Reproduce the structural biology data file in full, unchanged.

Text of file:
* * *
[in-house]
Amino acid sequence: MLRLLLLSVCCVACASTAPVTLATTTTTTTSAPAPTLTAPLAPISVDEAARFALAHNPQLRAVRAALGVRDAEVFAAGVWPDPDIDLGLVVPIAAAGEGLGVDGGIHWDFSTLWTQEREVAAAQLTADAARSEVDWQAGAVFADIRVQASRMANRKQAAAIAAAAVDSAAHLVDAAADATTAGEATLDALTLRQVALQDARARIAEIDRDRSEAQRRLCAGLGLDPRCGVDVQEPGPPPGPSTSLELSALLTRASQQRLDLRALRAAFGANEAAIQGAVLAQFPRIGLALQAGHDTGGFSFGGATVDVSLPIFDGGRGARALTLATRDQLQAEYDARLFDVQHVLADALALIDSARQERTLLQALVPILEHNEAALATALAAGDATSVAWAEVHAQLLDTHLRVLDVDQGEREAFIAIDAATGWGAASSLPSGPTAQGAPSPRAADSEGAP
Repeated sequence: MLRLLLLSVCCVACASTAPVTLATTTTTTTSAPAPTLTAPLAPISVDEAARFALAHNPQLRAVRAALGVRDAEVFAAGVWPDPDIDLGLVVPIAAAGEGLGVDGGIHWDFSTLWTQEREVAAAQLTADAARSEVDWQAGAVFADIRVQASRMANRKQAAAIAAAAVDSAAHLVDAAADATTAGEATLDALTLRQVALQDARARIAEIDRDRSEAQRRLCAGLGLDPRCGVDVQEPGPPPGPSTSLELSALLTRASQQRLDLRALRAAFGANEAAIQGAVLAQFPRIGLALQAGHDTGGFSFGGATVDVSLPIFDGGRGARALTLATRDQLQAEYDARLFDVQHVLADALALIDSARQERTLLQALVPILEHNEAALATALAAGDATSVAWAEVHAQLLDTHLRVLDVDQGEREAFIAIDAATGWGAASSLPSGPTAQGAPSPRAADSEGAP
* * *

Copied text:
[in-house]
Amino acid sequence: MLRLLLLSVCCVACASTAPVTLATTTTTTTSAPAPTLTAPLAPISVDEAARFALAHNPQLRAVRAALGVRDAEVFAAGVWPDPDIDLGLVVPIAAAGEGLGVDGGIHWDFSTLWTQEREVAAAQLTADAARSEVDWQAGAVFADIRVQASRMANRKQAAAIAAAAVDSAAHLVDAAADATTAGEATLDALTLRQVALQDARARIAEIDRDRSEAQRRLCAGLGLDPRCGVDVQEPGPPPGPSTSLELSALLTRASQQRLDLRALRAAFGANEAAIQGAVLAQFPRIGLALQAGHDTGGFSFGGATVDVSLPIFDGGRGARALTLATRDQLQAEYDARLFDVQHVLADALALIDSARQERTLLQALVPILEHNEAALATALAAGDATSVAWAEVHAQLLDTHLRVLDVDQGEREAFIAIDAATGWGAASSLPSGPTAQGAPSPRAADSEGAP
Repeated sequence: MLRLLLLSVCCVACASTAPVTLATTTTTTTSAPAPTLTAPLAPISVDEAARFALAHNPQLRAVRAALGVRDAEVFAAGVWPDPDIDLGLVVPIAAAGEGLGVDGGIHWDFSTLWTQEREVAAAQLTADAARSEVDWQAGAVFADIRVQASRMANRKQAAAIAAAAVDSAAHLVDAAADATTAGEATLDALTLRQVALQDARARIAEIDRDRSEAQRRLCAGLGLDPRCGVDVQEPGPPPGPSTSLELSALLTRASQQRLDLRALRAAFGANEAAIQGAVLAQFPRIGLALQAGHDTGGFSFGGATVDVSLPIFDGGRGARALTLATRDQLQAEYDARLFDVQHVLADALALIDSARQERTLLQALVPILEHNEAALATALAAGDATSVAWAEVHAQLLDTHLRVLDVDQGEREAFIAIDAATGWGAASSLPSGPTAQGAPSPRAADSEGAP